Helium Liquefaction at Different Scales

Major Helium Users

Large institutions, such as a national laboratory, may serve their researchers’ yearly liquid helium requirements at a level greater than approximately 150,000 L/year with local infrastructure for supply and distribution, including liquefaction and gas recovery. These facilities are multimillion-dollar enterprises. However, there is a paucity of such facilities at national laboratories today. A large-scale facility can be initiated with the more limited objective of establishing a facility for transfilling and liquefaction and on-site distribution without comprehensive gas recovery. As availability of helium tightens, such facilities can move to set-up helium gas recovery from their more isolated laboratories and buildings, approaching the standards that are in place in most countries other than the United States. An example of a national laboratory where an institutional facility like this has been established is the National High Magnetic Field Laboratory (NHMFL) in Tallahassee, Florida, an excellent role model for how such large facilities can be implemented to serve a diverse clientele. It is essential to have adequate gas and liquid storage, at the level of several weeks of product use, to ensure better pricing and the availability that comes with regular bulk orders for the resupply that covers facility losses.

Moderate Helium Users

For academic institutions that serve a number of departments, with annual liquid helium usage greater than approximately 30,000 L/year, it could be economically favorable to invest in small-scale liquefiers, which are typically capable of producing 25 to 50 liters of liquid helium per hour. As a starting point, institutions should develop and evaluate an implementation plan for installing a facility-wide liquefaction system with suitable storage to permit regular bulk delivery. Also, gas recovery from remote laboratories should be included, as feasible. Once fully operational, the system’s helium recycling efficiency should exceed 95%. A bare-bones liquefaction system with adequate storage for 3,000 L of liquid, and a corresponding amount for high-pressure gas storage, is an investment of approximately $1.5 million to $4 million. Generally, a full-time operator is employed. At this level of production, the use of an array of Gifford-McMahon or pulse tube liquefiers cannot be used effectively.

Small-scale Helium Users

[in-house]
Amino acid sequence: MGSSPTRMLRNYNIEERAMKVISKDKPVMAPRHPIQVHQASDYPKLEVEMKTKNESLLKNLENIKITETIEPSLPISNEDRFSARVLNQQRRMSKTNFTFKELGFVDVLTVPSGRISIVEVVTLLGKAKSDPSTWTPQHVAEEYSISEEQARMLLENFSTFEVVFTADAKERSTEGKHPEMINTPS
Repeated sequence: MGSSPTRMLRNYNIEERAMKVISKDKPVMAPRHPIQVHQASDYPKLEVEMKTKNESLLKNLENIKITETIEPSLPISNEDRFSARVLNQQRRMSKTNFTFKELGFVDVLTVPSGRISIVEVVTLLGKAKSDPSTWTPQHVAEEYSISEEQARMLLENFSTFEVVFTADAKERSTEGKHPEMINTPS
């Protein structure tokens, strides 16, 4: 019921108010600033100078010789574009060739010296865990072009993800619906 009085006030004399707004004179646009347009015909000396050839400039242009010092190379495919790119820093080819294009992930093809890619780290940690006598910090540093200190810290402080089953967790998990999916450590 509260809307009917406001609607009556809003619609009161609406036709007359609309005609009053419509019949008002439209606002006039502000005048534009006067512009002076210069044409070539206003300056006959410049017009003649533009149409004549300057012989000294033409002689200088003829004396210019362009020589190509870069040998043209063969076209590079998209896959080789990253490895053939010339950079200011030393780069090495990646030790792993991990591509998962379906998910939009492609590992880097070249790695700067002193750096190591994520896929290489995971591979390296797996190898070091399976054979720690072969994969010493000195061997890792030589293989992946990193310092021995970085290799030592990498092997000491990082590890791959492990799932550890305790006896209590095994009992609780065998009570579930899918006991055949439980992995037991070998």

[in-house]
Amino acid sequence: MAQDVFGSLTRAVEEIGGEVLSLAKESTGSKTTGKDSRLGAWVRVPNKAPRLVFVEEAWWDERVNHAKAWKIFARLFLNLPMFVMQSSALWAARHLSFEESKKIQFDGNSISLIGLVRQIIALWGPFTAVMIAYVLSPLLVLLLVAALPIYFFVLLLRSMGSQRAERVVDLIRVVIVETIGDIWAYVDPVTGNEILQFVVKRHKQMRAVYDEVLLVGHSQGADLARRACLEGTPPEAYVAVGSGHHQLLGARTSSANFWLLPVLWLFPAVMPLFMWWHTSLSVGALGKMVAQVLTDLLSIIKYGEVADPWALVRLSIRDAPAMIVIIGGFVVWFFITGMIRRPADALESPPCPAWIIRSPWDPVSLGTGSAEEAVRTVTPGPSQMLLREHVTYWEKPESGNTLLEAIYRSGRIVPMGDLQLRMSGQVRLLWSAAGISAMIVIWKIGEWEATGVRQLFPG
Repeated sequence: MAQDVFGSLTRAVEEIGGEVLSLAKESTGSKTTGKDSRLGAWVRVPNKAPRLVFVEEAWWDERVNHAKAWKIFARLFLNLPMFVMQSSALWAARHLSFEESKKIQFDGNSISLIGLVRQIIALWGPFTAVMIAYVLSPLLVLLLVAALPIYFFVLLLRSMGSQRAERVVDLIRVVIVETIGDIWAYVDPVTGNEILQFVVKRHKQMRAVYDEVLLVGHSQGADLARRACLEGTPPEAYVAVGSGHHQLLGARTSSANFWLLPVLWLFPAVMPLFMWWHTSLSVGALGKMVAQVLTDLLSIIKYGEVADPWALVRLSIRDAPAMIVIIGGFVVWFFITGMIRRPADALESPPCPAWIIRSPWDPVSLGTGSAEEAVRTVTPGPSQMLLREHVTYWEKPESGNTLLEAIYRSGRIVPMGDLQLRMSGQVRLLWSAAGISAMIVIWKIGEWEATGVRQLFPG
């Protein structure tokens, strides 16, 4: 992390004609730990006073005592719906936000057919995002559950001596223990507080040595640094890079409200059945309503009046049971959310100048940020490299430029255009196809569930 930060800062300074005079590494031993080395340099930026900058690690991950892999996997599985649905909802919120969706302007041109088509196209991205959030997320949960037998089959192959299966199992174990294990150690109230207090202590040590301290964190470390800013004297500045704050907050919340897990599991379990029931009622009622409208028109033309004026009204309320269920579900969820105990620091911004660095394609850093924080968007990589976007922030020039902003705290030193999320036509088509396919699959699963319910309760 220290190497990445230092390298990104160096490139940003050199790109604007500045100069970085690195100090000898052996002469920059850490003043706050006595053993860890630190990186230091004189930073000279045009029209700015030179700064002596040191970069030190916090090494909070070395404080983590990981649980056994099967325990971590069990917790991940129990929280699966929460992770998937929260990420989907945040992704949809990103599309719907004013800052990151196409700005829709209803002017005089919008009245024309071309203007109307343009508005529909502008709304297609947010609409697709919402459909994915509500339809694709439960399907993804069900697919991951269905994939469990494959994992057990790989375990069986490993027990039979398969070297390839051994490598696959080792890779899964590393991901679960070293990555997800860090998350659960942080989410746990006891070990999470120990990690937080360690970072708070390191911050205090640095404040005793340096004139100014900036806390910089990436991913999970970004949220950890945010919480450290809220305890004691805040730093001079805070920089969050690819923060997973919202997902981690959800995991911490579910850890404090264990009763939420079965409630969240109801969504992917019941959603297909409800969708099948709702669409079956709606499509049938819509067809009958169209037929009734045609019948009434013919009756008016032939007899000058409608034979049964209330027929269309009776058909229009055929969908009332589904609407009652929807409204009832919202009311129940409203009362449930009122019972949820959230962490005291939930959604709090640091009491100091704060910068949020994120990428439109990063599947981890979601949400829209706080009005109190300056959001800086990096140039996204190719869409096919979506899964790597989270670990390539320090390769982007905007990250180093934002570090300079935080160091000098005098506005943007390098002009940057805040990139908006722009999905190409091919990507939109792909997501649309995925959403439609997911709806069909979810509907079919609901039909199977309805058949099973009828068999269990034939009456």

Single investigators or small groups of laboratories can time-share with 3 or 4 liquefier units in their system including purification. These plants should be adequate for users with requirements of 25 to 80 L/day; initial system costs could be less than $500,000. For individual laboratories, losses can be reduced to being almost negligible. It is advisable to have adequate gas storage (25 L) per unit and liquid storage of 150 L per unit. Low-pressure gas storage at ~400 psi is cheaper to implement and maintain although it occupies much more space than standard high-pressure tanks. For a laboratory with a single cryostat, commercial systems have been developed to effectively reduce the boil-off from a single cryostat. Some scientific/medical instrumentation is delivered with this capability in place, or it can be retrofitted at existing installations.

  1. Helium liquefaction using cold head technology will condense impurities out of the helium gas feed, which buildup over time on the cold head. Eventually, the helium liquefaction will slow and the cold head and associated cryogenic holding tank must be warmed and evacuated. The evacuation of the holding tank is a many-day process during which time the system cannot store or produce liquid helium. If the helium gas feed is taken directly from the output of a superconducting magnet and connected to the liquefier through metal piping, the gas feed may be sufficiently high in purity that evacuation of the liquefaction tank is seldom needed. If the gas feed is from recycled helium that has been used to cool samples, or the makeup gas is of lower purity, or any other uses that might degrade the helium purity, a purification system is required to remove impurities from the helium feed gas.

  2. Metal piping from the research instruments using the helium to the recovery gas bag must be installed. PVC or plastic piping is not recommended due to helium leakage. A neoprene gas bag collects the exhaust gas at atmospheric pressures. A multistage compressor intermittently removes the gas from the bag and pressurizes the gas into storage gas tanks. The output of the compressor has a desiccant trap to remove water from the gas. The pressure in the storage tanks can reach 400 psi (medium-pressure) or 3,000 psi (high-pressure) depending on the storage system. The medium-pressure systems uses lower-pressure compressors, which are less expensive, tend to last longer and have less loss of helium. The disadvantage of the medium-pressure system versus high-pressure is the additional space required for larger holding tanks. The medium-pressure tanks require approximately 8 times greater volume for equal storage capacity of gas. The purifier is a cold trap using liquid nitrogen or a low-temperature refrigerator. Depending on the purity of the helium, the purifier may need weekly or monthly regeneration to purge the contaminants.